Category Archives: Family History Fair

WDYTYA? Live 2017 Preparations: Tickets on Sale 

It’s not even Christmas 2016, but one of my presents will be here early. After my 2016 visit to WDYTYA? Live in Birmingham, where I felt one day was far too short a visit for me, I determined that in 2017 I would spend longer at the exhibition. Tickets are now on sale with an “early bird” discount.

WDYTYA? Live 2016 – photo by Jane Roberts

So now it’s time for me to plan my visit. I’m going for a two-day option. So next to check out hotels. And based on my previous experiences I will pre-book my workshops. I’m getting old so need a seat!

WDYTYA? Live 2016 : So much to do, So little time

The evening after the day before. I’m still recovering after a 220 mile round trip and a jam-packed day at “WDYTYA? Live”.

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The “Ask the Experts” area, busy right from the off

This year I focused on talks as trailed here. I did a mixture of ticketed and free talks. Pre-booking the Society of Genealogists (SoG) Workshops proved a wise choice for me – I think all my chosen ones had sold out before the event. So it meant this year I got a seat instead of loitering on the periphery.

I picked up lots of useful tips from all three SoG talks I attended, including search tips and suggested books. I now have a couple of new research strategies and record sets to check out for my Irish research from “Luck of the Irish”. It was fascinating to follow step by step the methods used in conducting research from one name in Meath, tracing the family back to way beyond pre Civil Registration.

And, following on from “Tracing a 16th and 17th Century Family Tree”, the moment I got home I ordered a copy of “Courts of the Manors of Bandon and Beddington 1489-1552” to help with my Latin to English translation of Manorial records.  Going to a Catholic school and studying Latin for two years is of limited help – and then only for basic words. My “Ecce Romani” Latin is useless for Manorial rolls!

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A Packed “Tracing a 16th and 17th Century Family” Tree Workshop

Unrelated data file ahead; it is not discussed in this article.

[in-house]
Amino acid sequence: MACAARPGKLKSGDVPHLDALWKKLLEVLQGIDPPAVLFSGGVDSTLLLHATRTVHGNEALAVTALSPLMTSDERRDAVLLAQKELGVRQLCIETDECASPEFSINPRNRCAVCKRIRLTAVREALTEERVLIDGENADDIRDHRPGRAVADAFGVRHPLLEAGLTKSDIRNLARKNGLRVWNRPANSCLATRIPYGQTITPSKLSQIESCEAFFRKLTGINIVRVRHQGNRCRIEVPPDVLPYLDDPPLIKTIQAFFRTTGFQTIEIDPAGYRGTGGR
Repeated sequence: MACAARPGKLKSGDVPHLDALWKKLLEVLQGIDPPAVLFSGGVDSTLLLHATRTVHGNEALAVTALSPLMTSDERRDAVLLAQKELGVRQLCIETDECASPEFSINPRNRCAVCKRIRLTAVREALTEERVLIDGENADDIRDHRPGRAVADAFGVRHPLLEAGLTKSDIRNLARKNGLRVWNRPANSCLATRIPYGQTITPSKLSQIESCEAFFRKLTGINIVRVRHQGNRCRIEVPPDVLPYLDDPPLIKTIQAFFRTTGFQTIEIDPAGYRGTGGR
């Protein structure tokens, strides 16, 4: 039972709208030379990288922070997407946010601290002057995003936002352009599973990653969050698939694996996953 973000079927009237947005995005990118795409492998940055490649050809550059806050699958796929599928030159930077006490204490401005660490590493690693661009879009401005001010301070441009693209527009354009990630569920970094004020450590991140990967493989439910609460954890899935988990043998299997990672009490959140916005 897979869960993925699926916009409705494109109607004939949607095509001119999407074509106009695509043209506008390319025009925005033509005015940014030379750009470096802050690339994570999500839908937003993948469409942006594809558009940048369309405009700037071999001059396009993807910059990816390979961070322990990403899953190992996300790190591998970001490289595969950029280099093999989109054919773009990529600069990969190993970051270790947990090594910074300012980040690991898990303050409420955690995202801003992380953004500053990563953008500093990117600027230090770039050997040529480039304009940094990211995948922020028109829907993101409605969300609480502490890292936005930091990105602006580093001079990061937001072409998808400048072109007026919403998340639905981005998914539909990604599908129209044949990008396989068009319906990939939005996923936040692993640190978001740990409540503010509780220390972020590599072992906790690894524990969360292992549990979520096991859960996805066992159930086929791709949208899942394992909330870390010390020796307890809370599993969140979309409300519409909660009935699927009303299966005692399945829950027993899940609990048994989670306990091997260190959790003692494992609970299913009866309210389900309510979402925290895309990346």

My husband also attended three workshops. He’s only into Family History at a basic level, but learned lots from the “What they Don’t Tell you about Visiting Archives” and WW1 research talk “Overcoming Trench Walls”. He came away fired with enthusiasm, and insisted there and then on sharing his new-found knowledge!

As a journalist he also attended the “Copyright and Family History” talk. It was interesting to compare his perspective of what is done in reality (and ways round things), to what should be done.  He said this talk would put the fear of God into anyone about doing anything!

As an old-school journalist he was trained in shorthand, so made copious notes. I will be keeping an eye on the SoG website  http://www.sog.org.uk/ because, as in previous years, many (but not all) of the speakers’ handouts or slides presented at the show will be uploaded in due course.

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Final Packed Workshop of the Day – Research Before 1837

I also attended Debbie Kennett’s “Autosomal DNA Pleasures and Pitfalls” talk. A clear explanation of a complex subject, and I now feel better prepared to re-visit my DNA tests. Immediately on my return home I downloaded her talk slides and joined the “DNA help for Genealogy (UK)” Facebook page. So these should help with what is a daunting subject for my scientifically-challenged mind.

One nugget I did take away with me, which hadn’t previously crossed my mind with the Ancestry DNA kit, was the need to factor in my annual Ancestry subscription cost. This is required in order to be able to continue to access the full range of their DNA online result features.

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Debbie Kennett Points out the Pleasures and Pitfalls of Autosomal DNA

One talk which me and my husband attended together was Andrew Robertshaw’s “The Story of the Somme”. As my husband put it, the clearest most concise 20 minute explanation he has ever heard.

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“The Story of the Somme” – one of the highlights of the show for me

As a result of the number of talks I attended, regretfully I didn’t have as much time as I needed to explore the rest of the cornucopia of exhibitors. I did plan out in advance those I wanted to visit but didn’t get round them all. Part of the problem was navigating the stand numbering system – I kept getting hopelessly lost and distracted.

I was particularly disappointed I didn’t make it to the Forces War Records stand to see what the discount was, as I am considering subscribing.

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WW2 Spitfire in the Forces War Records Area

I did manage to get my 25% Ancestry renewal discount. Definitely one bargain not to be missed out on.

I was torn about purchasing some more DNA kits for the family. Ancestry had a great deal, with kits retailing at a massively discounted £59 and Family Tree DNA’s autosomal Family Finder kit at £65. I decided against it. But with luck, judging by the rate they were flying off the shelves, I may get some more matches (hopefully with attached trees).

As ever I spent a small fortune on books, my big weakness. The Pen & Sword stand got the largest chunk of my book cash. Their offer of three books for £30 proved far too tempting and I ended up buying 5 for £40! Only the fact I’ve got the indispensable “Phillimore Atlas of Parish Registers” stopped me from grabbing a £20 bargain at The History Press stand.